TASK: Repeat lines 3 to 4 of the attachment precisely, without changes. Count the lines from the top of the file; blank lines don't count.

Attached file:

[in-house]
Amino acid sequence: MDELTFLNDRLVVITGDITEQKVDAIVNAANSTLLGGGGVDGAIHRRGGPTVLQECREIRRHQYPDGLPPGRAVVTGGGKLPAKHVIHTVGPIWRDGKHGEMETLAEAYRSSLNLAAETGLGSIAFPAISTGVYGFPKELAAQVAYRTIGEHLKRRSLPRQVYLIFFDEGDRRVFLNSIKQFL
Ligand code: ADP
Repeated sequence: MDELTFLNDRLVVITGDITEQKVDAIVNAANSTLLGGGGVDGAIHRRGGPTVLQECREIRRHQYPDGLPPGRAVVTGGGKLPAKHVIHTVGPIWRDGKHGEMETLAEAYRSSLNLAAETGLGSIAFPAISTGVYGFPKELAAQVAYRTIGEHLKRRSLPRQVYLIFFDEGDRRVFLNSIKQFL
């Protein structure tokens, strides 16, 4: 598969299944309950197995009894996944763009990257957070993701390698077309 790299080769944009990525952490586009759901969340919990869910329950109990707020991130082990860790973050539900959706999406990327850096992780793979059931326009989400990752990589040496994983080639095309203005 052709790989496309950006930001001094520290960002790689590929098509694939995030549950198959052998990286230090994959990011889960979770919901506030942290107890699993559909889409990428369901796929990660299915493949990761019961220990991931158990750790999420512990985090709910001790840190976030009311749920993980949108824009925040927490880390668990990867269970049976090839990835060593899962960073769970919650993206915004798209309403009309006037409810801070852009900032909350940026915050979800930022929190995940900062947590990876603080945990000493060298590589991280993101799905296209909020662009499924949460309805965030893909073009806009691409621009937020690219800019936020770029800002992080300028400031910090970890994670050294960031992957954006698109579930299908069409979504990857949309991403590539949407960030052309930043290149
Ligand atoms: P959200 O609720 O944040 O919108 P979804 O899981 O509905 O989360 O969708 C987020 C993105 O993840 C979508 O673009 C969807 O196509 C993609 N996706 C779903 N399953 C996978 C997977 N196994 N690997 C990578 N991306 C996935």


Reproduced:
Ligand code: ADP
Repeated sequence: MDELTFLNDRLVVITGDITEQKVDAIVNAANSTLLGGGGVDGAIHRRGGPTVLQECREIRRHQYPDGLPPGRAVVTGGGKLPAKHVIHTVGPIWRDGKHGEMETLAEAYRSSLNLAAETGLGSIAFPAISTGVYGFPKELAAQVAYRTIGEHLKRRSLPRQVYLIFFDEGDRRVFLNSIKQFL